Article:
A four month old Bull Mastiff dog with onset of hindquarter paresis progressing to paralysis over two-three days. Nothing abnormal was seen on X-ray and the animal was unresponsive to treatment. Euthanasia was performed.
Example Histopathological Description
There is one transverse and one longitudinal section of spinal cord and some spinal nerves. In both cord sections there are large, multifocal to coalescing, hypercellular areas of inflammation primarily within the white matter and extending into the grey matter, meninges and nerve roots, with changes centred on hypertrophic vessels. These areas are infiltrated predominantly by macrophages, plasma cells, lymphocytes and occasional granulocytes, including eosinophils, with moderate associated astrocytosis. Much of the white matter neuropil in affected areas is swollen and vacuolated, with multiple linear vacuoles frequently containing cellular debris or macrophages (digestion chambers) and scattered swollen, eosinophilic axons (spheroids). Vacuolar changes are also prominent throughout the white matter of the dorsal funiculi associated with astrocytic hypertrophy, but with minimal inflammatory cell infiltration. Scattered through the areas of inflammation are occasional large ovoid structures (40-70 μm in diameter) containing multiple, small, basophilic, oval organisms (2-4 μm in diameter) but without a discrete capsule (protozoan tissue cysts). In one area a group of zoites lie free within the neuropil. The spinal nerves are swollen, oedematous and have axonal swellings, scattered digestion chambers and are infiltrated by small numbers of lymphocytes.
Myelitis; granulomatous, lymphoplasmacytic, chronic-active, multifocal to coalescing and severe, with intralesional apicomplexan protozoan organisms.
Radiculoneuritis; nonsuppurative, chronic, diffuse, mild.
Neospora caninum infection is the preferred diagnosis rather than Toxoplasma gondii infection, although definitive identification of the organism requires immunohistochemical (IHC) staining. How dogs become infected with Neospora caninum in nature is not fully understood.1 The possible modes of transmission causing CNS infection in a four-month-old pup are vertical (congenital transmission of tachyzoites from its dam) or horizontal (from ingestion of cattle tissue containing bradyzoites in tissue cysts – meat, foetal membranes). The second mode would normally result in intestinal sexual reproduction within the dog as the primary definitive host, yielding oocysts in faeces (for exogenous infection of cattle, the usual intermediate host). However, dogs can also act as intermediate hosts, with tachyzoites from the gut causing systemic infection, including CNS infection, via infected leukocytes (leukocytic trafficking) and CNS endothelial tropism and consequent injury and CNS inflammation. That dogs can become infected by ingesting infected tissues has been amply demonstrated, but whether they can be infected by the ingestion of sporulated oocysts (which are shed only by dogs and dingoes as definitive hosts) is unknown.1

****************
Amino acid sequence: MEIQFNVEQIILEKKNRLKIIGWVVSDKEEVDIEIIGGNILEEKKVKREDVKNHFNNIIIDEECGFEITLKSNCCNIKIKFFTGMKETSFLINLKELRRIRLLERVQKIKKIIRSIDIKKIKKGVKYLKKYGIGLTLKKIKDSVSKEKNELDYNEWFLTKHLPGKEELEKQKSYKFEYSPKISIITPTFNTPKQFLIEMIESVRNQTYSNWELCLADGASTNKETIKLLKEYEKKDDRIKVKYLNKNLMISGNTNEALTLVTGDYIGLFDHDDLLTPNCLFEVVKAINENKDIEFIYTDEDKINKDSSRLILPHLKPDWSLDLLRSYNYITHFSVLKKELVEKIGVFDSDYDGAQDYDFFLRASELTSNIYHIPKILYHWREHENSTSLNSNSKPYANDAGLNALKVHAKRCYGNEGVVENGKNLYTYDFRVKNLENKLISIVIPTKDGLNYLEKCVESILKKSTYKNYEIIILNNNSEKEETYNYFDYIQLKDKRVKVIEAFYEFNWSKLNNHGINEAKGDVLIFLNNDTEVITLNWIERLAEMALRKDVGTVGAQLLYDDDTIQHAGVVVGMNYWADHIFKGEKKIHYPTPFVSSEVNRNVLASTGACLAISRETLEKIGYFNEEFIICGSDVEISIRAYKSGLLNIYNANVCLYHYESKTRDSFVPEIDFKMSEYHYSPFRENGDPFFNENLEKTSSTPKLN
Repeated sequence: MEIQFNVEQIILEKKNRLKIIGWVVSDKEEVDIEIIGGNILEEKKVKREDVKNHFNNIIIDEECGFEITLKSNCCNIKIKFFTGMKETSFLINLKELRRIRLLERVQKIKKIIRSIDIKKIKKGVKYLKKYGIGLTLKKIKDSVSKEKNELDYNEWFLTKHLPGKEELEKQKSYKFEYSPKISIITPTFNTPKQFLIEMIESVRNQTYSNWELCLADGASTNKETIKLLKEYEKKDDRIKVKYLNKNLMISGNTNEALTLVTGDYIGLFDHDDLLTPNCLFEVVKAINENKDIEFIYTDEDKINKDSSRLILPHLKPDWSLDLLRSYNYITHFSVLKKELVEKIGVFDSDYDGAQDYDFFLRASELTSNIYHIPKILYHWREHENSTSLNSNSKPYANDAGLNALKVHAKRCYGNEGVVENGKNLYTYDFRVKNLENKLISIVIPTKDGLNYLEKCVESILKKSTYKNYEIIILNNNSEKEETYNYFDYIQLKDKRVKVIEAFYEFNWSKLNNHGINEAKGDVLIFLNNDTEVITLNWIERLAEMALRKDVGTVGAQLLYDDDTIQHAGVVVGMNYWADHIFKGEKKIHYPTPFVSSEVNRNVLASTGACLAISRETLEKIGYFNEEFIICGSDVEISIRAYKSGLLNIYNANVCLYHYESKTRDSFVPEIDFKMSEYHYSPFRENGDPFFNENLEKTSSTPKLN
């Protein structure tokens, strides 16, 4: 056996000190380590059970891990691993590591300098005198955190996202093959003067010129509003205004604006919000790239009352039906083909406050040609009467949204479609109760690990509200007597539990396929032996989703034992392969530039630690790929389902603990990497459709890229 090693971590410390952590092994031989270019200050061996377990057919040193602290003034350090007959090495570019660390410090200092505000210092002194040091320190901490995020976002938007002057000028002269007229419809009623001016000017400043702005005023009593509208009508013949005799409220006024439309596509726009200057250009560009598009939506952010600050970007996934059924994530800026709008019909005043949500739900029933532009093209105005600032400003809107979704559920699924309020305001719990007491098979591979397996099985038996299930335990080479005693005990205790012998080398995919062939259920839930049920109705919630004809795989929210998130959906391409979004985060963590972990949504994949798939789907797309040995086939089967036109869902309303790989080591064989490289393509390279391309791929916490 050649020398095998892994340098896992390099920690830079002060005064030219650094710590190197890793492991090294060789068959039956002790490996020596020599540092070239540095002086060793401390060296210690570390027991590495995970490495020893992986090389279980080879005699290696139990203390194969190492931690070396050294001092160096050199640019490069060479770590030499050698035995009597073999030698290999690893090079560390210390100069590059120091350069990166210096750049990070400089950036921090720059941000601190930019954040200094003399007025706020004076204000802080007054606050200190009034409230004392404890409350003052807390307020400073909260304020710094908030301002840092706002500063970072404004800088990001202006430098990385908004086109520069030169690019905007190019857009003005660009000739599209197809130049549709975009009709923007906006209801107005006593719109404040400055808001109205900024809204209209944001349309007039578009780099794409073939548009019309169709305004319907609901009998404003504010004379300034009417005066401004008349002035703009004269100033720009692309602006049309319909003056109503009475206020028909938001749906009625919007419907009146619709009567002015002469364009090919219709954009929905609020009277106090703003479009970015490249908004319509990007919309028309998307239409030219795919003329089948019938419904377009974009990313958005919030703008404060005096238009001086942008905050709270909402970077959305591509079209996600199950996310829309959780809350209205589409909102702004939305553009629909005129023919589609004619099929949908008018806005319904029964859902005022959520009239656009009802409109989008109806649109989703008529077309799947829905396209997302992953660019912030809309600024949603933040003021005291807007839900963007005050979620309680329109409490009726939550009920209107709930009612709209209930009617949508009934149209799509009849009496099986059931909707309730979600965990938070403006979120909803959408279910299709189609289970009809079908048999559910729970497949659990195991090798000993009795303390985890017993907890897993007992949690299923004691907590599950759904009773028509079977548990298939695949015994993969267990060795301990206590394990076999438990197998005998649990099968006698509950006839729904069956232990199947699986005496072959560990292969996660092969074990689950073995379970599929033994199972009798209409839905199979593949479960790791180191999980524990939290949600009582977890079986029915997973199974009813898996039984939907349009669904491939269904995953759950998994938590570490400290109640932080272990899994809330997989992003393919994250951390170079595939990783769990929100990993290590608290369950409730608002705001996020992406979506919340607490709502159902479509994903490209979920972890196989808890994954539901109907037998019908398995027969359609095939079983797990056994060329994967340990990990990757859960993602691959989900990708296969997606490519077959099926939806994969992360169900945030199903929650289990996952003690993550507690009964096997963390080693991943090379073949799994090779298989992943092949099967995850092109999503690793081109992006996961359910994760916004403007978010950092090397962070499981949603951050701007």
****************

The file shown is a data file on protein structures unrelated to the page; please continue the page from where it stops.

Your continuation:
Also, re-activation of a transplacentally-acquired, but dormant infection of bradyzoites within tissue cysts, in a puppy can be triggered by immunosuppression (including, it is suggested, transient immunosuppression associated with the first or second dose of combination modified live virus vaccines containing canine distemper virus (CDV): CAV-1 or CAV-2)2.
Dogs are an intermediate host for T gondii and become infected by ingestion of feed, water or material contaminated with sporulated oocysts (containing sporozoites) from cats or by ingestion of bradyzoites in tissue cysts in tissues of other intermediate hosts. The organism can spread systemically in blood or lymph as free organisms or intracellularly via leukocytic trafficking.
- Dubey JP, Schares G, Ortega-Mora LM. Epidemiology and control of neosporosis and Neospora caninum. Clin Microbiol Rev. 2007 Apr;20(2):323-67.
- The American Animal Hospital Association 2011 Canine Vaccination Guidelines.
Lactating Holstein dairy cow found dead. It was one of 10 that died over the last six weeks.
Example Histopathological Description
Heart: There is diffuse congestion and mild to moderate, multifocal epicardial, endocardial and myocardial haemorrhage associated with mild to moderate epicardial and interstitial oedema. Unassociated with any inflammatory change, there are two intracellular, round or oval, 100-150 µm diameter, protozoal cysts containing large numbers of closely-packed fusiform bradyzoites (Sarcocystis spp), which was interpreted as an incidental finding.
Spleen: The capsule is intact and the red pulp:white pulp ratio is approximately 9:1. The red pulp is uncongested and therefore appears moderately cellular. Diffusely distributed throughout the red pulp are large numbers of macrophages with cytoplasm distended with light brown granules (haemosiderin), and occasional megakaryocytes. The white pulp has mildly congested marginal zones and densely cellular, periarteriolar lymphoid sheaths (PALS) and splenic lymphoid follicles; the latter have well-developed germinal centres, which contain occasional macrophages with intracytoplasmic haemosiderin granules.
Cardiac haemorrhage; acute, multifocal, mild to moderate (non-specific agonal change).
Splenic haemosiderosis; chronic diffuse moderate (incidental finding).
Agonal myocardial change
Epicardial and endocardial haemorrhages are common agonal changes, unrelated to the cause of death. In view of the history, the possibility of a peracute cardiotoxicosis (e.g. due to polyether ionophore antibiotics – Monensin; or cardiac glycosides – fluoracetate/1080) should be followed up with the submitter.
Splenic haemosiderosis, although prominent in this section, is a common incidental finding in cattle.